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Threatened, but not dethroned

Trojans prove mettle with comeback vs. Sun Devils

Posted: Saturday October 1, 2005 10:53PM; Updated: Sunday October 2, 2005 12:18PM
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LenDale White exploded for nearly 200 rushing yards and two TDs vs. ASU.
LenDale White exploded for nearly 200 rushing yards and two TDs vs. ASU.
Stephen Dunn/Getty Images
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TEMPE, Ariz. -- All across the country Saturday evening, fans of the nation's other national-title aspirants were surely holding up USC's latest near-miss against No. 15 Arizona State as evidence of the Trojans' vulnerability.

The scary truth is, USC has rarely looked stronger than it did against the Sun Devils.

With the exception of last year's Cal game, this was unquestionably the toughest test the Trojans have weathered since beginning their now-26-game winning streak. Playing in near-100 degree desert heat, their Heisman quarterback was dazed by a series of crushing first-half hits, their depleted secondary facing a powerful passing attack, all USC did was go out and stage its biggest comeback in 31 years. Overcoming last week's 13-0 first-half deficit at Oregon was like brushing off lint compared to erasing Saturday's 21-3 halftime deficit -- and late Arizona State rally -- in a four-hour, 38-28 marathon win.

Like last week, USC repeatedly shot itself in the foot with early penalties (eight for 55 yards in the first quarter alone). But this one wasn't entirely self-inflicted. Arizona State, showing far more defensive toughness than the Ducks did, flat-out whipped the Trojans in the first half, repeatedly knocking Matt Leinart to the ground ("Those were the hardest hits I've had in a long time," the still-dazed QB conceded afterward), locking up USC's all-world receivers and picking on its oft-questioned cornerbacks. Unlike the week before, there was no late-first-half surge to foreshadow a second-half onslaught.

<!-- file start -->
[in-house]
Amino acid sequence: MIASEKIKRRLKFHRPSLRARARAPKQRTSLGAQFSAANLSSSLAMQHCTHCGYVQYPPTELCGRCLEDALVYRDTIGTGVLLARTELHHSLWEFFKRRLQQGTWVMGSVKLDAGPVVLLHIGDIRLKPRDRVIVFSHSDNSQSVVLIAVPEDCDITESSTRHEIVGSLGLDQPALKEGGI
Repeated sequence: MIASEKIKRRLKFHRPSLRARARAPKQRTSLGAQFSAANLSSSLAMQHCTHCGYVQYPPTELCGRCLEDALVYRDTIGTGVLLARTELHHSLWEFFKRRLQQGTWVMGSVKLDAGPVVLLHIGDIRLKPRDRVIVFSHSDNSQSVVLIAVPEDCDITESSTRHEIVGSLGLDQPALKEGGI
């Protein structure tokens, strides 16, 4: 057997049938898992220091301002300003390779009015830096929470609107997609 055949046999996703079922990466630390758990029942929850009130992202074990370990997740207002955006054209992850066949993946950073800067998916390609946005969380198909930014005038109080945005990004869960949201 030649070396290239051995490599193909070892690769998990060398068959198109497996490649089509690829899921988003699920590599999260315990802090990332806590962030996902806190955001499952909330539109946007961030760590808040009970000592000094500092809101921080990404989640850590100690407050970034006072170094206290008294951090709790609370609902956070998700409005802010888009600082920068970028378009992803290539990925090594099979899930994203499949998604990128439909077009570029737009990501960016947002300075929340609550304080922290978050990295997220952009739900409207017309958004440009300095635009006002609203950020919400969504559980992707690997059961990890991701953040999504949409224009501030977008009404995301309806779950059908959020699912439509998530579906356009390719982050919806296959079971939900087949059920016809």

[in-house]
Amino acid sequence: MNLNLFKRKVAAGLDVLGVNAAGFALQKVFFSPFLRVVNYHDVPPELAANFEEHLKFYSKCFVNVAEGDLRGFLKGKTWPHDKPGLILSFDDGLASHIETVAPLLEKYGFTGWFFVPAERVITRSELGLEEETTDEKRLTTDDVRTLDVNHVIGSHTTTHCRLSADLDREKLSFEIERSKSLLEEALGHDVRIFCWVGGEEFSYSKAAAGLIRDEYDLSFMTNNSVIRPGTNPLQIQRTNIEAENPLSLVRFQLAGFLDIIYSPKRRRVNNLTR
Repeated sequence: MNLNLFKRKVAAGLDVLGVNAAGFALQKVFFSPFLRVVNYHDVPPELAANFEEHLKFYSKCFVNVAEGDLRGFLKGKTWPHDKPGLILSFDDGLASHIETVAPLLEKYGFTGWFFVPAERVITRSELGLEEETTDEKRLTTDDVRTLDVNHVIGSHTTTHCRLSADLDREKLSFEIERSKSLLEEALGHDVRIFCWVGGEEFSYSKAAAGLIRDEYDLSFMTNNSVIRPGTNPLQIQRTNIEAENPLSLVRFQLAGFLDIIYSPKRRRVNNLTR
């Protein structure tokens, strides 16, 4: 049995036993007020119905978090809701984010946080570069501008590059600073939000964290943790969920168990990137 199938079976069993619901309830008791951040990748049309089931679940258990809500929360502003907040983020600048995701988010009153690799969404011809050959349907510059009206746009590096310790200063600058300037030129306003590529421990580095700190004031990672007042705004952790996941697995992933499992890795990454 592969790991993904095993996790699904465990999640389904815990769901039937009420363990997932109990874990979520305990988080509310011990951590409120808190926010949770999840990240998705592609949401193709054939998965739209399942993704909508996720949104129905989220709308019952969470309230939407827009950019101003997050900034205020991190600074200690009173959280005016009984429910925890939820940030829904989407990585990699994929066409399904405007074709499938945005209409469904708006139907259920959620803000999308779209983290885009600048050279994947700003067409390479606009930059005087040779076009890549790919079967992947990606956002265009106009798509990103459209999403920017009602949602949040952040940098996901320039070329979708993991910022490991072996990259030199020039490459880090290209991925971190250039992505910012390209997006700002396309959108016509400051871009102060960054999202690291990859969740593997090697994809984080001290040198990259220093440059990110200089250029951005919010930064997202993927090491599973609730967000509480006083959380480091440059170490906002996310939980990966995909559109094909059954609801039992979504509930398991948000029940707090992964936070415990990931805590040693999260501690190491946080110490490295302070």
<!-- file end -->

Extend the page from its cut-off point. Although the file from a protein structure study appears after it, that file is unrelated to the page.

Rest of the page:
But while the Trojans' recent string of dominance is most commonly associated with routs like last year's 55-19 Orange Bowl win over Oklahoma, their winning streak has not been without its share of close calls: Virginia Tech. Stanford. Oregon State. UCLA. In 2004 alone. Saturday would prove to be USC's most masterful close-game performance yet.

"We've been through this so many times," said Trojans guard Fred Matua. "When we ran up that [tunnel at halftime], we knew we have 30 more minutes to strap it on. We weren't going to come out here and get our butts kicked. These guys won't let that happen."

In a testament to the depth of its weapons, by the fourth quarter USC had managed to reverse the very things Arizona State exploited in the first half. With their Heisman quarterback not on his A-game, the Trojans simply turned to the nation's most powerful running tandem, LenDale White (19 carries, 197 yards, two touchdowns) and Reggie Bush (17 carries, 158 yards, two TDs), who, along with their blockers, repeatedly gashed the same ASU defensive front that had caused such problems in the first half. With their star receivers, Dwayne Jarrett and Steve Smith, looking out of sync much of the day, fullback David Kirtman went out and caught seven passes for 97 yards. And the same picked-on defensive backs -- Justin WyattJohn Walker and Kevin Ellison -- who looked so vulnerable in the first half stepped up to pick off four Sam Keller passes after halftime.

Most amazing of all, in the fourth quarter, it was the home team, not the visitors, that was clearly gassed. After the Trojans claimed the lead for the first time at 24-21, only to see Keller march ASU down the field to go up 28-24 with 5:57 left, it took USC just five plays to reclaim the lead for good, gaining 71 yards of an 80-yard drive on the ground.

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